"Latvia" Former Soviet Union Military Bases
Soviet Union Sukhoi Su-15 Aircraft Interceptors' and Armament
Sukhoi Su-15 "1949"
The Sukhoi Su-15 "Aircraft P" was a prototype Soviet all-weather interceptor "which never reached production". The name was later reused for an entirely different 1960s interceptor. 
The Su-15 was an early attempt at an all-weather jet-powered interceptor. Its development was ordered by the Soviet government in March 1947, with the approval of the Sukhoi Design Bureau’s preliminary midwing design featuring a pressurized cabin, radar, swept wings and tandem engines, similar to that already attempted by the Lavochkin L-200 and Mikoyan-Gurevich I-320. Per TsAGI, the sweep of the wings was selected to be 35 degrees. The first prototype was completed on 25 October 1948 only four months after production had started. The Su-15 first flew on 11 January 1949 piloted by Sukhoi test pilot G. M. Shiyanov. In testing, Su-15 reached 1032 km/h "557 knots, 641 mph; Mach 0.888" at 4,550 meters "14,930 feet" and 985 km/h "532 knots, 612 mph; Mach 0.926" at 10,950 meters "35,930 feet", but experienced excess vibration at speeds in excess of Mach 0.87. During 39th flight on 3 June 1949, the aircraft developed severe vibration, forcing the test pilot S.N. Anokhin to eject. The exact cause of the accident was never determined. At the time of the accident, 90% of the flight test program had been completed, over the course of 42 flights with a total flight time of 20 hours, 15 minutes. The program was subsequently terminated, and the second prototype was not completed. 
The Su-15 was an all-metal mid-wing monoplane with a 35° swept wing. The aircraft had several very unusual design features. Its twin Klimov RD-45 engines were positioned in tandem rather than side-by-side, due to their large diameter. The front engine sat low with exhaust under the middle of the fuselage. The rear engine nozzle was at the tip of the aft fuselage. The cockpit had to be offset to the left to make room for the air intake ducting for the rear engine. 
The wing had two spars with two wing fences ranging the entire chord, with hydraulically operated ailerons and Fowler flaps. The air intake was at the bow and was centrally divided by a central web. At the rear, two-start rockets were mounted and also two air brakes.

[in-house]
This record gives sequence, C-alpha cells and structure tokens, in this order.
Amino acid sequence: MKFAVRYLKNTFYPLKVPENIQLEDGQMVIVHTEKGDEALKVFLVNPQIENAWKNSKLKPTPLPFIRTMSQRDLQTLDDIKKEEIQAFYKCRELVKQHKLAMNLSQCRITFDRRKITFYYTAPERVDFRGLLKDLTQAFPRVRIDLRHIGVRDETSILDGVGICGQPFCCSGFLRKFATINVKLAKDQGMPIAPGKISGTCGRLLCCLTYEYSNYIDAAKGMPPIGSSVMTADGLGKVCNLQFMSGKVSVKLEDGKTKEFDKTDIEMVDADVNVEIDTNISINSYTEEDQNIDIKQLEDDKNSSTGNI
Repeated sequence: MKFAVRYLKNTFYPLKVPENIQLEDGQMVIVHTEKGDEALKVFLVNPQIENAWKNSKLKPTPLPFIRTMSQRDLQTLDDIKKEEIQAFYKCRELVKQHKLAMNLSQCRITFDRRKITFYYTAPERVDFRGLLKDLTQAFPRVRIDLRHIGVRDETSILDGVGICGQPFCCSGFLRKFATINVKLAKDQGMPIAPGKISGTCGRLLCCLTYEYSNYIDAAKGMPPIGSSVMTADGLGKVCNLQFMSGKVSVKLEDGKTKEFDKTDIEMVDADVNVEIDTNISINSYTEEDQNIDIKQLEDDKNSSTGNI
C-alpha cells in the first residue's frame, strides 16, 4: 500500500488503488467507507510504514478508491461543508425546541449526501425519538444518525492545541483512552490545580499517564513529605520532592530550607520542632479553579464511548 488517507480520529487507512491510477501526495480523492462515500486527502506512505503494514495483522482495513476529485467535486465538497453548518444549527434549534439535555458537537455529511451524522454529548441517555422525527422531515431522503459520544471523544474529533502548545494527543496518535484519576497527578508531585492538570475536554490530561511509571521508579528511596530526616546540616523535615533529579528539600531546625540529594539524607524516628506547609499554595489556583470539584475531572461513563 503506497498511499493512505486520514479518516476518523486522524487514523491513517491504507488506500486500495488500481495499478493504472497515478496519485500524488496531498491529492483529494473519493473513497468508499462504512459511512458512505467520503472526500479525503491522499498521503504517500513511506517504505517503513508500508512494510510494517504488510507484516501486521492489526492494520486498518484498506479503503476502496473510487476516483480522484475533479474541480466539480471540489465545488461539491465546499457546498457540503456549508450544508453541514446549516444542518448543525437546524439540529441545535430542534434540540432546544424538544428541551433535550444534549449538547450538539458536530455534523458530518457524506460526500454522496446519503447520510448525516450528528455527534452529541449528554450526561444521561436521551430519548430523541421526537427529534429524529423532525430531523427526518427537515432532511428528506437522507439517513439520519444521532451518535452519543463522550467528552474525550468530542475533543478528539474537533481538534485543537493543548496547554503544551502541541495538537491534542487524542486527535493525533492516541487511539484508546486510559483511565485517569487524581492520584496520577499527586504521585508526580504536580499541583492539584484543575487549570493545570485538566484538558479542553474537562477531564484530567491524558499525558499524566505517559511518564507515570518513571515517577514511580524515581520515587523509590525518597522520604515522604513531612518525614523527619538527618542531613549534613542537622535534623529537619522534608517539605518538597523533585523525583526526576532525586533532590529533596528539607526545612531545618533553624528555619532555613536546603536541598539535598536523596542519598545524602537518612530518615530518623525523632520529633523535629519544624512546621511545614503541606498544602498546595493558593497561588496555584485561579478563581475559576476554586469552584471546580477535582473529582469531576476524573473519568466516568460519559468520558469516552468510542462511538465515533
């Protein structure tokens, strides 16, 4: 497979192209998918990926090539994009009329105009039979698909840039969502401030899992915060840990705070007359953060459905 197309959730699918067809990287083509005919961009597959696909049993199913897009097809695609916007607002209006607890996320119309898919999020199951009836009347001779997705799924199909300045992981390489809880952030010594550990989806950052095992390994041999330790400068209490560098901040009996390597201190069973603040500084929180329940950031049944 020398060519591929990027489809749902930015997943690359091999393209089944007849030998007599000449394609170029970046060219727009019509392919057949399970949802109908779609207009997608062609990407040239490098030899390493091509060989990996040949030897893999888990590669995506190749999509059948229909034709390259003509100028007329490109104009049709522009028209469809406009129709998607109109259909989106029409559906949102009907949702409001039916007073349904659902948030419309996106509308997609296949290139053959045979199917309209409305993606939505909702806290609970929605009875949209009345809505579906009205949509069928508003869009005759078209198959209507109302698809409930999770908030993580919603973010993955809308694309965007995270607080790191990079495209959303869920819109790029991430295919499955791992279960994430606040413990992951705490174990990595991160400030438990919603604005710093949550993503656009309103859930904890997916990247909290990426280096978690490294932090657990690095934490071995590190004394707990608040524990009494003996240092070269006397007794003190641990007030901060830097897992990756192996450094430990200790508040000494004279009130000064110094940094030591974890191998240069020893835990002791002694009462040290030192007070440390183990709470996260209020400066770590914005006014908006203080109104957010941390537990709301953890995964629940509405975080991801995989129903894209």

• Soviet Air Force and some other countries
Sukhoi Su-15 "1949" Specifications
General Characteristics
  • Crew: 1
  • Length: 15.44m "50 feet 8 inches"
  • Wingspan: 12.87m "42 feet 3 inches"
  • Height: ()
  • Wing Area: 36m² "388 feet²"
  • Empty Weight: 7,409kg "16,334 pounds"
  • Loaded Weight: 10,437kg "23,009 pounds"
  • Power-plant: 2 × Klimov RD-45F turbojet, 22.2kN "5,000lbf" each
  • Maximum Speed: 985 km/h "532kn, 612 mph" "Mach 0.926" at 10,950m "35,925 feet"
  • Range: 1,050km "565nmi, 650 miles"
  • Service Ceiling: 15000m "49,210 feet"
  • Rate of Climb: 2.5min to 5,000m "16,405 feet"
  • Thrust/Weight: 0.43
  • 2 × 37mm "1.45 inches" Nudelman N-37 Cannon, 110 rounds
Nudelman N-37 37mm "1.45 inches" Cannon 110 rounds
  • Toriy Radar 
The N-37 was a powerful, 37mm "1.46 inches" aircraft cannon used by the Soviet Union. It was designed by V. Ya. Nemenov of A.E. Nudelman's OKB-16 to replace the wartime Nudelman-Suranov NS-37, entering service in 1946. It was 30% lighter than its predecessor at the cost of a 23% lower muzzle velocity.
The N-37 was a sizable weapon firing a massive "735 g/26 oz HEI-T, 760 g/27 oz AP-T" shell. Its muzzle velocity was still considerable, but its rate of fire was only 400 rounds per minute. The weapon's considerable recoil and waste gases were problematic for turbojet fighter aircraft, as was finding space for the gun and a useful amount of ammunition, but a single shell was often sufficient to destroy a bomber.
The N-37 was used in the MiG-9, MiG-15, MiG-17, and early MiG-19 fighters, the Yakovlev Yak-25, and others. Production lasted through the late 1950s, although it remained in service for many years afterwards.
  • N-37 basic version without muzzle brake
  • N-37D N-37 with muzzle brake
  • N-37L N-37 with 1950mm long barrel "had no muzzle brake"
  • NN-37 improved N-37L developed during the late 1950s for the Yak-27 reconnaissance aircraft. The  NN-37 differed from the N-37L in having a pneumatic counter-recoil accelerator, therefore achieving a rate of fire of 600-700rpm. The ammunition feed mechanism was redesigned as well on this version.
37mm Single-Barrel Automatic Aircraft Cannon Specifications
Revised: 01/29/2013 – 11:06:22